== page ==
It felt dull and predictable and utterly without tension. If everyone now loves Ted and he’s no longer the fish out of water, what’s left? I felt the writers had let all of us down.

The second episode of Season 2 left me feeling like the writers may actually be genius. I realized that the peace and harmony, that lack of conflict, well… that was written to perfection.

They wanted everyone from actors to viewers to feel that sense that everything is now great and nothing is wrong. No tension here. It was only after watching the second episode twice that I realize this was a calculated move by the writers. A set up for what’s next.

I honestly have no idea where the rest of this season is going, but that is half (or more) of what makes watching Ted Lasso so satisfying. The quality story telling makes it unpredictable, but we’re happy to go along to see what happens next.

For the most part, I should not be surprised that the writing for Ted Lasso is so good and the dialogue is so sharp. One of the co-creators and a current writer is Bill Lawrence who created Scrubs. Another writer is Joe Kelly who was a writer for How I Met Your Mother.

Sudeikis, Goldstein, and Hunt also add their comic chops to the writer’s room and what the whole team is doing is quietly groundbreaking.

Recently, I read that Bill Lawrence has said that the show is only planned to run for three seasons in total, in part due to the availability of Sudeikis, but also in part because the show’s narrative fits a three season arc.

“But the story that’s being told — that three-season arc — is one that I see, know, and understood. I’m glad that [Apple] are willing to pay for those three seasons. As far as what happens after that, who knows? I don’t know.” — Jason Sudeikis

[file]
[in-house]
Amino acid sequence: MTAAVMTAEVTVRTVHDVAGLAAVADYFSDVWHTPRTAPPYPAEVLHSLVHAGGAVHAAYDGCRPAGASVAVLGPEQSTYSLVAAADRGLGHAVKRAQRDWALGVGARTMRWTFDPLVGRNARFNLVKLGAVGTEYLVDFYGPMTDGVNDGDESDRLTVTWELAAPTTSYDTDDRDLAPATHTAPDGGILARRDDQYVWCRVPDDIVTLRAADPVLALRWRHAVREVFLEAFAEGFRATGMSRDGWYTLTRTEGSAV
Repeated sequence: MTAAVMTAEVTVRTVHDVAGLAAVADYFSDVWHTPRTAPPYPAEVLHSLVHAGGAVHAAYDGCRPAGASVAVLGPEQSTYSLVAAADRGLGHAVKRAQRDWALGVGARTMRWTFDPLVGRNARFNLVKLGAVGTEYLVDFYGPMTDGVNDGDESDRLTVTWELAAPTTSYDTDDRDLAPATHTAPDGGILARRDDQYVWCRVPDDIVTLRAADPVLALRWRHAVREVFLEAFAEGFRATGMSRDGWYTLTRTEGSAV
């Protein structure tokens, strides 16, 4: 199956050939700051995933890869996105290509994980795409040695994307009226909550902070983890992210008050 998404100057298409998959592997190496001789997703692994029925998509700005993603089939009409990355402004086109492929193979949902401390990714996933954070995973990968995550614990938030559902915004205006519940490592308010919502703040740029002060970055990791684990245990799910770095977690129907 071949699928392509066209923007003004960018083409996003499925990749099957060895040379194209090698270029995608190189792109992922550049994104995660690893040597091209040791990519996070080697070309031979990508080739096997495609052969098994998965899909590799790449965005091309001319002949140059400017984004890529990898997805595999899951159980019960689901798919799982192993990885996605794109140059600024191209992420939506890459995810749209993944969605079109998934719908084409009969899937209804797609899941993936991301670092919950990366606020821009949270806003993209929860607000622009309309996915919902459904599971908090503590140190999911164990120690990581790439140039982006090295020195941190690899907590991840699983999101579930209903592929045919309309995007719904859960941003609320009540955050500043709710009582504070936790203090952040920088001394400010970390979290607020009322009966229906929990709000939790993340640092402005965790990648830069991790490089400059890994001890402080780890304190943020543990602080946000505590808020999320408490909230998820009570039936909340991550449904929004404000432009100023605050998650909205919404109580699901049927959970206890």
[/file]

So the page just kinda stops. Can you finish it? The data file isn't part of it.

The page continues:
And even as much as I enjoy the show and feel like I want to know these characters forever, I admire the foresight of the writers to know that this story is best told in three acts, and doesn’t need more. Too often we see shows that try to keep that magic going long after it is gone. It rarely works.

Yet another reason for this writer to appreciate what the Ted Lasso writing team is doing.

For now I’m just counting time until Friday when the next episode drops.

Karen Fayeth was born with the eye of a writer and the heart of a story-teller. From her New Mexico roots she is constantly evolving through global experience. Karen has won awards for her writing, photography, and art. Currently, she is working on a collection of her many short stories titled, “A Delicate Pain”.

Now living in the San Francisco Bay area, she can be found online at www.karenfayeth.com and on all the socials: Twitter, Instagram, Flickr, Facebook

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Karen Fayeth

Karen Fayeth

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I work all day, I art all night. Find me at karenfayeth.com and karenfayeth on all the socials (Twitter, Insta, FB, etc)